Tuesday, October 23, 2007

Goodbye, Old Friend

After nearly four years as my gym partner, subway entertainment and trusted companion in general, my iPod mini has finally succumb to the iPod battery curse.

The long and the short of it is, iPods' batteries wear out over time and what's supposed to be an eight-hour playback time (on my model, anyway) slowly deteriorates to a fraction of that. From what I've heard, I should be happy mine lasted as long as it did. I know several people whose iPods crapped out after less than three years, so I wasn't completely surprised last week when my little green Mini barely had the juice to get me through 30 minutes on the elliptical. And a road trip in the car? Forget it.

In the interest of full disclosure, I'll admit I've disregarded some of Apple's recommendations about how to get the most out of your battery (which, incidentally, I only discovered after mine was already on its last legs. I'm not one for owner's manuals.) I leave my iPod in the car during the summer heat and winter cold. I use the equalizer and the backlight. I use the skip function. (Side note - WTF?!? I'm too indecisive to just accept whatever comes on in shuffle mode).

I realize that planned obsolescence is one of the most effective ways for a company to generate revenue, but that doesn't make it any less frustrating for consumers.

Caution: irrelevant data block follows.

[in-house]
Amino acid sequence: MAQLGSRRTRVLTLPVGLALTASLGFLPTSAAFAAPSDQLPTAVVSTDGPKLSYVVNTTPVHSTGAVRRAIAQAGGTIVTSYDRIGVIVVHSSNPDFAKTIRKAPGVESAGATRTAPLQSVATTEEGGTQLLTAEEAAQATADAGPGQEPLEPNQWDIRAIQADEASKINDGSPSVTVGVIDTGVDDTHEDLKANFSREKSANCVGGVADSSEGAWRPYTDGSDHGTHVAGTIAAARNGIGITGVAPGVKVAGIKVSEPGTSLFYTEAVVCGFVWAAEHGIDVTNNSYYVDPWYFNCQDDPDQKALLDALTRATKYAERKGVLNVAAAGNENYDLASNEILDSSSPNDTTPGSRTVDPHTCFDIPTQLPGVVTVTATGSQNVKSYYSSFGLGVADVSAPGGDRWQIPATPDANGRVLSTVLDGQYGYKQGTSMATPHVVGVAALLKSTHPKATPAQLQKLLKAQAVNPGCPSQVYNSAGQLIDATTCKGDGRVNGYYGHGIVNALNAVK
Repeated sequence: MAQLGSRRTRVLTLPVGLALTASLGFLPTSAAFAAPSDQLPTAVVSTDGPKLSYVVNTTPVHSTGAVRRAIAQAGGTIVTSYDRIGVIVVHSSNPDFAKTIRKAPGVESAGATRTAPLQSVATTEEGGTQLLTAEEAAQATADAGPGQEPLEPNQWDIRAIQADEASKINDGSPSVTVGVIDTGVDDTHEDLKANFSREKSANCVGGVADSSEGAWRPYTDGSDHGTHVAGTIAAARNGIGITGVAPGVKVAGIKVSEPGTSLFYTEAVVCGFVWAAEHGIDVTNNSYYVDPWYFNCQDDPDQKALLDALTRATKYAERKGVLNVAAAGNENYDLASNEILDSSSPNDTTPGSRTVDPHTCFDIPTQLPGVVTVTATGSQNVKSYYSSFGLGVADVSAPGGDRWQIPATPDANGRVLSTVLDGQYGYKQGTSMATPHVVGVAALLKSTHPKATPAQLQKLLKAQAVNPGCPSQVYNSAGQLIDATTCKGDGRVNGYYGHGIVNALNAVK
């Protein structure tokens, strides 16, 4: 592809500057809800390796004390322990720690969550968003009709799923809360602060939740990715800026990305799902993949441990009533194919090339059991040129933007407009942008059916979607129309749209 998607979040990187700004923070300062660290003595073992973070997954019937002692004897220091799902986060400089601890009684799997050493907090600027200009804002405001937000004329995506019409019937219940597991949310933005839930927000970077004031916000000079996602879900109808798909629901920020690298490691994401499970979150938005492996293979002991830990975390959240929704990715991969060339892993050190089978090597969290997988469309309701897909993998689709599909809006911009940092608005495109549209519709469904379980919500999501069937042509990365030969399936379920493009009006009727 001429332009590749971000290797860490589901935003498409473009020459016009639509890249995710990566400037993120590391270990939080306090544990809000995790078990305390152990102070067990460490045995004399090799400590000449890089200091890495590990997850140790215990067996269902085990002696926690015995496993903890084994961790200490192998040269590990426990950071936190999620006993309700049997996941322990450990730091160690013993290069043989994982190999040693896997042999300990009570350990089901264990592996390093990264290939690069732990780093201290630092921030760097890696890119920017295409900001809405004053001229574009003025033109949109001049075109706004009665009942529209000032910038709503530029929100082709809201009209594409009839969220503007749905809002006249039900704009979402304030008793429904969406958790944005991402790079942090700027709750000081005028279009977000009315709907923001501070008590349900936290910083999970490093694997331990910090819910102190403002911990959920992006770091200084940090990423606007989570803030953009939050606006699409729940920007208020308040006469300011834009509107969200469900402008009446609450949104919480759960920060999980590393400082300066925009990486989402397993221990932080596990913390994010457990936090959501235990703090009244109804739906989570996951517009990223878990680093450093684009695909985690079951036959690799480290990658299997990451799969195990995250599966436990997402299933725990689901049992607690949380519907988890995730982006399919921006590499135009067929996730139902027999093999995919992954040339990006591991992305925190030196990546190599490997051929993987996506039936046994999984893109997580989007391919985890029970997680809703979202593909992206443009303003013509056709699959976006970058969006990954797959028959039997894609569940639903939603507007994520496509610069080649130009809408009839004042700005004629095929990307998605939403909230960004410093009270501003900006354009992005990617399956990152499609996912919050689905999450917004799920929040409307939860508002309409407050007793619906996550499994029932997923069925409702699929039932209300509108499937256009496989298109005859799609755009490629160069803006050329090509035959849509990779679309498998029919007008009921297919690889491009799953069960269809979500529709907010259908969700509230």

But here's where the genius of Apple's marketing and constant reinvention of its products comes into play. Let's be honest. Rather than being annoyed that I'm going to have to shell out a couple hundred dollars to replace upgrade my iPod, I'm actually really excited to be getting a Nano.

My mentality — and Steve Jobs knows this — is, if I'm going to pay $66 to merely replace the battery on my old, out of production mini, I might as well just buy one of the pretty new models — a Shuffle, maybe — for just $13 more.

But a Shuffle holds just 240 songs. And for twice the cost, I could get one of the amazing new Nanos, which has a screen and plays videos and holds four times as many songs and...you get the idea.

And so on.

For financial reasons, I'm opting for a first-generation Nano through Apple's refurbished discount program. (A blue silver one. Only 99 bucks!)

But my heart's still set on one of the new video Nanos.

And don't even get me started on the iPhone. ::Drools::

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